Taking pictures of the stars has never been so accessible. New technology, higher sensitivity ISO and the ability to easily scout locations make it a wonderful activity for amateurs and pros alike. However, if you are new to the world of astrophotography, there are a few things you might want to plan and prepare for. Slik recently had the opportunity to chat with astro-enthusiast and PNW native John Byrn to discuss his gear and process for shooting the Milky Way.
What drew you to the Milky Way?
I am mesmerized that with just a little bit of driving to darker skies you can see the Milky Way with the human eye. Also, 70% of the world's population live in an area with so much light pollution that seeing the Milky Way Galaxy is impossible.
How long have you been shooting astro?
I have been shooting astro since 2018. Over the last three years, I have grown in my astro photography with hours of practice, online tutorials, renting of different lens zoom focal lengths and brands and many nights of trial and error. During the 2019 Milky Way season, I experienced my biggest growth in astro photography with the renting of high-quality glass. I landed on my lens of choice heading into the 2020 season.
During the 2019 season I would shoot multiple images and then stack them in Photoshop. I noticed that I was not getting the results I wanted in my stars with the stacking process. After seeing a local photographer use the Slik ECH-630 and SMH-250 adjustment mount during an Oregon Coast workshop in 2019, I knew I found the right solution for me. I headed into the 2020 season with the addition of the Astro Tracker to allow for single frame images and reducing the post processing aspect of my workflow.
What is in your bag?
- Canon body and accompanying lenses
- Sturdy Tripod
- Two ballheads (one on main tripod and one on the star tracker)
- Slik Star Tracker ECH-630
- Slik SMH-250 Adjustment Mount
- Lazer Pointer (to align Polaris)
What is the most important piece of gear specific to astro and why?
Outside of high-quality glass, the biggest improvement to my astro images has been the ability to get longer exposures at a lower ISO to reduce noise and improve the quality of my RAW files. Utilizing the Slik ECH-630 Astro Tracker and SMH-250 Adjustment Mount combination over the past few months, I have reduced my post-process workflow while achieving better results. The addition of a green laser pointer has also improved my alignment process to Polaris. I would bundle the Astro tracker and a green laser pointer together as the most important gear to help me capture the night sky.
How do you scout a location?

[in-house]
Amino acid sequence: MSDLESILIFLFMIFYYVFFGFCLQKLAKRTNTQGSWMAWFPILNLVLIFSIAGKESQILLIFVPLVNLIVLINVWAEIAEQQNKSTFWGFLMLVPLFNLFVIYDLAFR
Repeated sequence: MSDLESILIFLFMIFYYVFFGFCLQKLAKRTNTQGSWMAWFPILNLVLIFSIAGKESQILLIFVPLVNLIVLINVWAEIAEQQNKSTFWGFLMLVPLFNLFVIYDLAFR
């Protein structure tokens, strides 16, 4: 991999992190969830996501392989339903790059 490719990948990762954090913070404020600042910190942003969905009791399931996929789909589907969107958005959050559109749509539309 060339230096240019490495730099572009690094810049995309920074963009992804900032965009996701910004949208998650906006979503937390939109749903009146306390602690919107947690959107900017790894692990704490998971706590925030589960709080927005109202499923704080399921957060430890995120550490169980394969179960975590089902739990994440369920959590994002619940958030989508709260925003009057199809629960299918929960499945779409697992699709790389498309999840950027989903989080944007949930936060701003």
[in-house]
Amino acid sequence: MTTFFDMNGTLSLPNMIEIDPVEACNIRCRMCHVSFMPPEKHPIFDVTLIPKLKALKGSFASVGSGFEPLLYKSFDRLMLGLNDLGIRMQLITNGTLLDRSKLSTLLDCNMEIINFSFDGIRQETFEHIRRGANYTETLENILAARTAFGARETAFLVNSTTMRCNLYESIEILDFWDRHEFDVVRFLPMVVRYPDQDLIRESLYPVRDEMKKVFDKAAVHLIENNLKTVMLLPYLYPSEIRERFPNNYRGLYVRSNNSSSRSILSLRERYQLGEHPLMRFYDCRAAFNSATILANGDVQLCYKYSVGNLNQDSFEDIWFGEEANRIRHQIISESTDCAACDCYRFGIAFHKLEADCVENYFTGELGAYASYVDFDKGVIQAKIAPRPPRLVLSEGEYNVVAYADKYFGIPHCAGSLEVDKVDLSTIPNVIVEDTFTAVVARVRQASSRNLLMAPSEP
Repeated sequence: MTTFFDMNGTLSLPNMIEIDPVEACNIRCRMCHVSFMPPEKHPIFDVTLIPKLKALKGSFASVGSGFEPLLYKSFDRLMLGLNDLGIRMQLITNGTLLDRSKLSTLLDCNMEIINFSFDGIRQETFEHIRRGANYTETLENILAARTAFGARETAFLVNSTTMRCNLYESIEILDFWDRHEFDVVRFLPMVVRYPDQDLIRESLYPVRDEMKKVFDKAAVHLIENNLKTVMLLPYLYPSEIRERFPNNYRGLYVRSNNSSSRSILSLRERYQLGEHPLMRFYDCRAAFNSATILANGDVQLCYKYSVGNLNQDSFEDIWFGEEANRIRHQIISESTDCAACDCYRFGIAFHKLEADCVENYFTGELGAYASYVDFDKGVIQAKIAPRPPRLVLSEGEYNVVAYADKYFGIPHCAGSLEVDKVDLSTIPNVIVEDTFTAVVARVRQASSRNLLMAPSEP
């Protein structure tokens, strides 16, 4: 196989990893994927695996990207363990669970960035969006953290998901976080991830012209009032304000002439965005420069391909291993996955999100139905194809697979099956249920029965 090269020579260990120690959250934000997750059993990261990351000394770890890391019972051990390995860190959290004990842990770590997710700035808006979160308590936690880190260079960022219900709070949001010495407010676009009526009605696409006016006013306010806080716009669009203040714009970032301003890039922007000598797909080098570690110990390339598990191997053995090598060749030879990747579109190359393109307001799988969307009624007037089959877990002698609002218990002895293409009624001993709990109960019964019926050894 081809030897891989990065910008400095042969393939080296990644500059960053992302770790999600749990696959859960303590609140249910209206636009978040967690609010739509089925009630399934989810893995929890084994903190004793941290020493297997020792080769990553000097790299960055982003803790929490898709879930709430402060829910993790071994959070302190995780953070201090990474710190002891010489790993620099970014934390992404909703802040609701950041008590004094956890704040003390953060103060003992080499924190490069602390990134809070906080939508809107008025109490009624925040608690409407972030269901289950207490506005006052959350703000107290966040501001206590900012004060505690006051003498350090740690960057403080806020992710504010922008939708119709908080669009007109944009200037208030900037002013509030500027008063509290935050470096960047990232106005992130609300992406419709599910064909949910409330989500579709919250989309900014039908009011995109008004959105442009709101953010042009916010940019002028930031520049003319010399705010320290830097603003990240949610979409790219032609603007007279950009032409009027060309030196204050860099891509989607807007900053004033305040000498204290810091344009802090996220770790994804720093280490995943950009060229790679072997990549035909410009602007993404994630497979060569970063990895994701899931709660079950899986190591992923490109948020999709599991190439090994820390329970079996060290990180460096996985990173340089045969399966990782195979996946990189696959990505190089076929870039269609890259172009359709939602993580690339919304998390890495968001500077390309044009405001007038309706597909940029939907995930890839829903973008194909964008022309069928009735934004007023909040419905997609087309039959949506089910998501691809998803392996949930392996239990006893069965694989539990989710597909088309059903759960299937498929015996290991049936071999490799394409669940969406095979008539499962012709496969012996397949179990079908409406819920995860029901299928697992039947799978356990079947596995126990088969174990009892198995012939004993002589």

As a family man with two young kids I have to scout for most of my locations like a lot of us do, through social media. Once I find a place that inspires me, I will identify the best time of the season to be in that location, checking alignment of the galaxy using PhotoPills and the time of the moon phases help ensure, weather permitting, that I am in the right place at the right time of the night.
I recently visited central Oregon and used these apps to discover that the galaxy would be over the Cascade Range nearly due south from my position. I would need to be in the field set up at 2 A.M. Scouting the spot in the daylight allowed me to find the right compositions for a setup in the dark later that evening.
Set up the shot for me:
My first step when shooting Astro photography is to capture all of my foreground images. I like to take my foreground shots without the tracker system on the tripod to quickly move through different foregrounds without the tracker system on the tripod. Once I have captured my foregrounds I will remove the camera from the tripod and install, align and set up the composition for star tracking.
The most critical component of setting up the tracker is its alignment to the North Star, Polaris. The more precise the alignment to Polaris, the longer I can run the tracker. For this, I use a green laser pointer aimed through the alignment hole and use the micro adjustment wedge, SMH-250, to fine tune.
After aligning the tracker system, I manually focus my camera on the brightest star. This takes more trial and error, and in my case a handy pair of spectacles, but once the camera and tracker are aligned to all points of focus, I can move to my settings. I have found that I am setting my aperture at f/2.8 and based on the duration of the exposure, I adjust my ISO.
My goal is to get my ISO as low as possible while allowing the shutter to remain open for longer periods of time, without motion blur from the stars (star trails). Before the tracker this would have required stacking 17 10-second exposures in a software application, and with my experience this was not possible.
Is astrophotography rocket science?
No. After a few nights of practice and a few online tutorials, anyone can capture the night sky. You don’t need the best equipment or years of experience. All you need is dark skies, the understanding that you will be extremely tired the following day, and a camera that can shoot in manual mode! Keep practicing, plan ahead and happy star chasing!
See more of John's work on Instagram: @montyuf.